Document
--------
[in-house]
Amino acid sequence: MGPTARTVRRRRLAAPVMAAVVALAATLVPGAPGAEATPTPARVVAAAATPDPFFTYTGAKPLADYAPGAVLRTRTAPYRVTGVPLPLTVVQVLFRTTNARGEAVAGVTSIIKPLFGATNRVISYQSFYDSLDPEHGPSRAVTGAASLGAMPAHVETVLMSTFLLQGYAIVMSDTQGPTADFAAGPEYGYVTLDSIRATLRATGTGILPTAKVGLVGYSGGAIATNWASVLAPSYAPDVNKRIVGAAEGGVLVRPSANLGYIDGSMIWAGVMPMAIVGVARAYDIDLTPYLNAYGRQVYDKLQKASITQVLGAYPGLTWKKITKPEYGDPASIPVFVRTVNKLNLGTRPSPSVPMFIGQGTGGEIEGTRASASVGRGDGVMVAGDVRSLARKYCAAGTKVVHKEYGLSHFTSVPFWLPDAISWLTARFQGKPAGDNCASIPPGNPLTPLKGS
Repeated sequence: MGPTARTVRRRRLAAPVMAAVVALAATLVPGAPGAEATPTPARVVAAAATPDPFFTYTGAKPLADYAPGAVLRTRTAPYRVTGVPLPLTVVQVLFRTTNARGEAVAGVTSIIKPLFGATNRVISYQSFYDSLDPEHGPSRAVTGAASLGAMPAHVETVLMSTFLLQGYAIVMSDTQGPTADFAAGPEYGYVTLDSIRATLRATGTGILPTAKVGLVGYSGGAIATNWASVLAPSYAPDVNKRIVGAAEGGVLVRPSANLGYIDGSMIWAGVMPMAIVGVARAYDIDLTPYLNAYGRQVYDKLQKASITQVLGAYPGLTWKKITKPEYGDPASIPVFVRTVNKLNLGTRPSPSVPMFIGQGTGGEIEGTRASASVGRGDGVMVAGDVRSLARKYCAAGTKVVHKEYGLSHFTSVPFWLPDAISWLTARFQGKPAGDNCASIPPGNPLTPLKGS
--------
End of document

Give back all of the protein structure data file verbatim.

[in-house]
Amino acid sequence: MGPTARTVRRRRLAAPVMAAVVALAATLVPGAPGAEATPTPARVVAAAATPDPFFTYTGAKPLADYAPGAVLRTRTAPYRVTGVPLPLTVVQVLFRTTNARGEAVAGVTSIIKPLFGATNRVISYQSFYDSLDPEHGPSRAVTGAASLGAMPAHVETVLMSTFLLQGYAIVMSDTQGPTADFAAGPEYGYVTLDSIRATLRATGTGILPTAKVGLVGYSGGAIATNWASVLAPSYAPDVNKRIVGAAEGGVLVRPSANLGYIDGSMIWAGVMPMAIVGVARAYDIDLTPYLNAYGRQVYDKLQKASITQVLGAYPGLTWKKITKPEYGDPASIPVFVRTVNKLNLGTRPSPSVPMFIGQGTGGEIEGTRASASVGRGDGVMVAGDVRSLARKYCAAGTKVVHKEYGLSHFTSVPFWLPDAISWLTARFQGKPAGDNCASIPPGNPLTPLKGS
Repeated sequence: MGPTARTVRRRRLAAPVMAAVVALAATLVPGAPGAEATPTPARVVAAAATPDPFFTYTGAKPLADYAPGAVLRTRTAPYRVTGVPLPLTVVQVLFRTTNARGEAVAGVTSIIKPLFGATNRVISYQSFYDSLDPEHGPSRAVTGAASLGAMPAHVETVLMSTFLLQGYAIVMSDTQGPTADFAAGPEYGYVTLDSIRATLRATGTGILPTAKVGLVGYSGGAIATNWASVLAPSYAPDVNKRIVGAAEGGVLVRPSANLGYIDGSMIWAGVMPMAIVGVARAYDIDLTPYLNAYGRQVYDKLQKASITQVLGAYPGLTWKKITKPEYGDPASIPVFVRTVNKLNLGTRPSPSVPMFIGQGTGGEIEGTRASASVGRGDGVMVAGDVRSLARKYCAAGTKVVHKEYGLSHFTSVPFWLPDAISWLTARFQGKPAGDNCASIPPGNPLTPLKGS